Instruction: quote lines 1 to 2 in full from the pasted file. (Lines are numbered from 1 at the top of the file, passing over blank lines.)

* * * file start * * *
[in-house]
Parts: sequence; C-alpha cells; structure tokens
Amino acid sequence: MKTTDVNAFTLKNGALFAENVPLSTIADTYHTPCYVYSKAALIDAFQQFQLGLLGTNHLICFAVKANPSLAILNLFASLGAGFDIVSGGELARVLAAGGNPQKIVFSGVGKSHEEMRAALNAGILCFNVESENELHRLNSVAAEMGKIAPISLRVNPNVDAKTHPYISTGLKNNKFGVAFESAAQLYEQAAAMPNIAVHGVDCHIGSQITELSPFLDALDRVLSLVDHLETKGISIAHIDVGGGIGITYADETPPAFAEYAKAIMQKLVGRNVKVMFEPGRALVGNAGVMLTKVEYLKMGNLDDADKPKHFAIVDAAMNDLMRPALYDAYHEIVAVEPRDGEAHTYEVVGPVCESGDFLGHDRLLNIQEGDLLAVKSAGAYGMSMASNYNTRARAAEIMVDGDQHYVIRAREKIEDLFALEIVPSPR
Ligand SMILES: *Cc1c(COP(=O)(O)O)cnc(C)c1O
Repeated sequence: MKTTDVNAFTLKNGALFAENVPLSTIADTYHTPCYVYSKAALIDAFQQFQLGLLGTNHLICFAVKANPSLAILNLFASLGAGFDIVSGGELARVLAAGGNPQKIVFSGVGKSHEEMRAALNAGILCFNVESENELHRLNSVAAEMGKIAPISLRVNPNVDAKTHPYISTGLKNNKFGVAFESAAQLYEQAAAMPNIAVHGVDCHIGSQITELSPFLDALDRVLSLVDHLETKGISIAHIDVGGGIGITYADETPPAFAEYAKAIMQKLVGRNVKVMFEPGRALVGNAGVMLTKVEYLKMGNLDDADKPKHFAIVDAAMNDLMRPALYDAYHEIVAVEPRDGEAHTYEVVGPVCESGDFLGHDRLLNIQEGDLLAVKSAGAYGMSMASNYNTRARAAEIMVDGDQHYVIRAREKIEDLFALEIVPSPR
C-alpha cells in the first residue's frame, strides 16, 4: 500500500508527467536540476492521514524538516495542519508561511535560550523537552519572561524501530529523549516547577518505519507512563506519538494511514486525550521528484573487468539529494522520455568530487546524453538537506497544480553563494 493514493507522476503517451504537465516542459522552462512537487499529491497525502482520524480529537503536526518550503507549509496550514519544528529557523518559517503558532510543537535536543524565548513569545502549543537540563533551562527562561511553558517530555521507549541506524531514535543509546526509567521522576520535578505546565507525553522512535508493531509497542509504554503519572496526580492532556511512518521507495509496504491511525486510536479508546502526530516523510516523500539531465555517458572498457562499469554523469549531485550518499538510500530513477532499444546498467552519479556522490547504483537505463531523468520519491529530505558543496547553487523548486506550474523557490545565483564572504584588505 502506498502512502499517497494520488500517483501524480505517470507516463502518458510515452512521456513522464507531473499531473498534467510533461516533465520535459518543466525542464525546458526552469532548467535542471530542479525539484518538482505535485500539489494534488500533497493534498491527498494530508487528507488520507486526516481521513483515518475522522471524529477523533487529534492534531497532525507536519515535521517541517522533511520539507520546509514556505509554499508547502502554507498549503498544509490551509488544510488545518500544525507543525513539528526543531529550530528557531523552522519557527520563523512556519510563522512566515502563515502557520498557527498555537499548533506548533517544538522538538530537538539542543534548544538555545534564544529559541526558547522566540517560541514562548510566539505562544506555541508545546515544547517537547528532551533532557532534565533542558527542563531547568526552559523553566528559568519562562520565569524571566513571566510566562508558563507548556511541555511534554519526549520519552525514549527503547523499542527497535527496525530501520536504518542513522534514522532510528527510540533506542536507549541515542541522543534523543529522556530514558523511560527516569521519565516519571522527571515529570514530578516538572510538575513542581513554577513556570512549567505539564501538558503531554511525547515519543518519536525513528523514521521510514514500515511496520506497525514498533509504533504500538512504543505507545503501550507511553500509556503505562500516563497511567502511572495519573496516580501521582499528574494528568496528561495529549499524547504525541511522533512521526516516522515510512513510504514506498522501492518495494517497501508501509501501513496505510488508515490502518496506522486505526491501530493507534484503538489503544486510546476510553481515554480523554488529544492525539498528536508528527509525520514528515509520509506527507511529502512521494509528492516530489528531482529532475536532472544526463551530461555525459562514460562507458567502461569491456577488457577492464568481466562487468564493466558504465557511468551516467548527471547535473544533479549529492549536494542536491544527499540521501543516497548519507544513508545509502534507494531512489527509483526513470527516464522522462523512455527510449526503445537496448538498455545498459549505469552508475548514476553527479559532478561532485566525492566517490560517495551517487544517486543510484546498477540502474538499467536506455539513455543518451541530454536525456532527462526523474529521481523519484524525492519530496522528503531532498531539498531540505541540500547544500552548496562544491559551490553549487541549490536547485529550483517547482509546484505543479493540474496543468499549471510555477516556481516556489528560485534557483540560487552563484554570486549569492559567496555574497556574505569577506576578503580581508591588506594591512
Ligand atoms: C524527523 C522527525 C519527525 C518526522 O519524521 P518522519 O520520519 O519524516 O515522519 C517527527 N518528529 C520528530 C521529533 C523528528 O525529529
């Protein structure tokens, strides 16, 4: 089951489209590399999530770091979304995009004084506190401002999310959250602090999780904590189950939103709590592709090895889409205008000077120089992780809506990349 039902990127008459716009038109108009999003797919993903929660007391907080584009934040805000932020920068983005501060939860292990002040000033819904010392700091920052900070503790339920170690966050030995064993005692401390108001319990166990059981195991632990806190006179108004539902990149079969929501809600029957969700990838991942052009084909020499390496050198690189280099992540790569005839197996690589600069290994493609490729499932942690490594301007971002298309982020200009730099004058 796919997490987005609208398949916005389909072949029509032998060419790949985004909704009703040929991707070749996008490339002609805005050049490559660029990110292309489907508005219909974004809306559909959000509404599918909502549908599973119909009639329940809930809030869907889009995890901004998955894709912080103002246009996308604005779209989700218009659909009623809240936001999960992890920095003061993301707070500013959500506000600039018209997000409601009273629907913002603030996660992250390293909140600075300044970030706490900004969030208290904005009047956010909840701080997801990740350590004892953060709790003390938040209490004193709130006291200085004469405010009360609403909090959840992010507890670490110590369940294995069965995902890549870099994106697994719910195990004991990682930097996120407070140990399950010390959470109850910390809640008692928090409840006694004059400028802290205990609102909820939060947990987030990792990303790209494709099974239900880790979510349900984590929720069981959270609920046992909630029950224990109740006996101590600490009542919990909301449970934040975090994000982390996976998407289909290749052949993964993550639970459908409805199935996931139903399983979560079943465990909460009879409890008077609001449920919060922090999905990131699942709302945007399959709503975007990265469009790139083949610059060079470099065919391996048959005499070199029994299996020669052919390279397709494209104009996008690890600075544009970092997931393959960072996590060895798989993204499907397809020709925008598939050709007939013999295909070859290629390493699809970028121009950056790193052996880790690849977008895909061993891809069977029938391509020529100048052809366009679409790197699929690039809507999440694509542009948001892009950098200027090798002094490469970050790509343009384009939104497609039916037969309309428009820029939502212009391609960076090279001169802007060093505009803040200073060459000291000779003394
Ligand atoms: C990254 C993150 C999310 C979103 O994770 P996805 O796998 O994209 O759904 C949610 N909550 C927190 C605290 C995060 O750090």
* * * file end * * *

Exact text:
[in-house]
Parts: sequence; C-alpha cells; structure tokens